Galway medtech FeelTect secures €1.5m investment

FeelTect says it plans to launch a recruitment drive after securing a successful €1.5m funding round.

Spiddal-based medtech firm FeelTect is to expand its workforce after securing a new investment.

The funding, which was supported by multiple medtech investment syndicates and the Western Development Commission (WDC), is the company’s second funding round after securing €1.2m in fresh investment in 2022.

“This funding will have an immense benefit to conducting efficacy and health economic validations of the technology, building our team, and realising commercial launch in the US and Europe”

FeelTect plans to use the investment to progress the commercialisation and clinical validation of its state-of-the-art Tight Alright wound treatment monitoring technology, which is used to treat leg ulcers. It is also aiming to recruit six new employees across a variety of roles, including research and development, manufacturing, project management, clinical affairs, and commercial strategy. 

While most roles will be based in FeelTect’s headquarters in Spiddal, commercial and clinical roles will be spread across the United States and Europe to support the company’s entry into international markets. 

A first of its kind medtech breakthrough

Tight Alright, FeelTect’s flagship connected-health technology, is the first of its kind.

Comprising a wearable device with multiple pressure sensors that wirelessly connects with a digital platform, the device allows care providers to measure and remotely monitor sub-bandage pressure applied during compression therapy, significantly reducing healing times and treatment costs, as well as leading to better quality of life for patients. 

FeelTect was co-founded in 2019 by CEO Dr Andrew Cameron after he took part in BioInnovate Ireland, a clinical immersion scheme in Irish and US hospital systems. It was during this period that Dr Cameron identified an unmet need for safe, effective, and consistent application of compression therapy, which is the primary treatment for millions of people with venous leg ulcers (VLUs) globally.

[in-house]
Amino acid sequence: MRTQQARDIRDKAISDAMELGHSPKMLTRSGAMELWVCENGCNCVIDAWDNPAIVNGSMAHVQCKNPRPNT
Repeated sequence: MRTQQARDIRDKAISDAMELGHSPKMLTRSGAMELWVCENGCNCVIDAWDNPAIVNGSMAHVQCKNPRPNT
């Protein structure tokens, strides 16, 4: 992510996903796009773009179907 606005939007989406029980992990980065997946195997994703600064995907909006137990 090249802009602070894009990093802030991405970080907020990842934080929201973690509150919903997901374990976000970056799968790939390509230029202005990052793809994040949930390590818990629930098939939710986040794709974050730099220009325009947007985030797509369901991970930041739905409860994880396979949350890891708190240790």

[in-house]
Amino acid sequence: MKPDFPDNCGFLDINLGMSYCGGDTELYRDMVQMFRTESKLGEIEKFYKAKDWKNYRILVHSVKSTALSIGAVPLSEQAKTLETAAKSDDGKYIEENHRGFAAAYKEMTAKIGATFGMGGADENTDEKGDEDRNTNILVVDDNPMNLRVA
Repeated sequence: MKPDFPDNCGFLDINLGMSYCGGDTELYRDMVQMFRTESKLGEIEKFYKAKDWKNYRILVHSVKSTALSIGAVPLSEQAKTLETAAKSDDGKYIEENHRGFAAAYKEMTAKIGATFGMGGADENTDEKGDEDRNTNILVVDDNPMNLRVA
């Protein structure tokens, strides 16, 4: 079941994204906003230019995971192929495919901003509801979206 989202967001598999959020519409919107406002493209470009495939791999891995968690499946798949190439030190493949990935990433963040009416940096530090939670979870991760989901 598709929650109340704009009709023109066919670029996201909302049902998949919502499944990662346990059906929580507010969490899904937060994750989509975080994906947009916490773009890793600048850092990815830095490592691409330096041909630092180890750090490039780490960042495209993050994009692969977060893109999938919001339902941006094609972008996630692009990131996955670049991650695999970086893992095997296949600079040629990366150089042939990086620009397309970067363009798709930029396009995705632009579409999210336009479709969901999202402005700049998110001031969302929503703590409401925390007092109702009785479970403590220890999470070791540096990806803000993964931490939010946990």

“We’re extremely grateful for the trust that our investors have shown in supporting our vision for improving the treatment of wound patients,” said Dr Cameron.

“We recognise the challenging nature of the current economic environment for investment, so we are determined to make the most of the opportunity we’ve been given. 

“This funding will have an immense benefit to conducting efficacy and health economic validations of the technology, building our team, and realising commercial launch in the US and Europe. We’re also fortunate in the calibre of investors on our newly appointed Board, which will provide invaluable advice and guidance on our journey forward.”

Studies show that 30% of VLUs fail to heal within a year, seriously impacting patients’ quality of life, while the amount of money spent on treating VLU patients in the UK is almost half the cost of treating all cancers combined. 

To address these issues, Dr Darren Burke and Professor Garry Duffy partnered with Dr Cameron on the project supported by the Enterprise Ireland Commercialisation Fund and University of Galway. The project would later be spun out from University of Galway to form FeelTect in 2020. 

The company’s achievements to date include securing intellectual property on the technology’s hardware and data transfer system, completing design for manufacturing, registering the device with the FDA in the US and CE Mark as a Class I device, and commencing international patient studies that demonstrate improved application of targeted compression. 

FeelTect is also playing a leading role in a €4.6m collaborative project supported by the Disruptive Technology Innovation Fund. The project will see the company expand their pipeline of products, leading to the development of the first data-driven clinical decision support system in wound care.

The €1.5m in new funding was made up of investments from Halo Business Angel Network (HBAN) syndicates, including Irrus Investments, MedTech Syndicate, and Boole Investment Syndicate, CAJU Venture Partners, and the WDC, which added to its existing investment in the company. 

“The WDC invests in the early stages of Irish companies based in the West, ensuring that those with ambition have the opportunity to scale and achieve their full potential in the market,” said WDC CEO Allan Mulrooney.

“FeelTect has received support through our initial investment of €300,000, with our latest investment matching that value, bringing the total investment to €600,000. 

“Continued support is crucial, and our team works closely with every supported company to understand their needs. Ultimately, the success of FeelTect and our other investments translates into more jobs in the Western region. The medtech sector in the West is thriving and the WDC has been vital to that success.”

Main image at top: FeelTect founder and CEO Dr Andrew Cameron pictured with Darren Burke, CTO & Co-founder at FeelTect. Picture: Andrew Downes

John Kennedy
Award-winning editor John Kennedy is one of Ireland's most experienced business and technology journalists.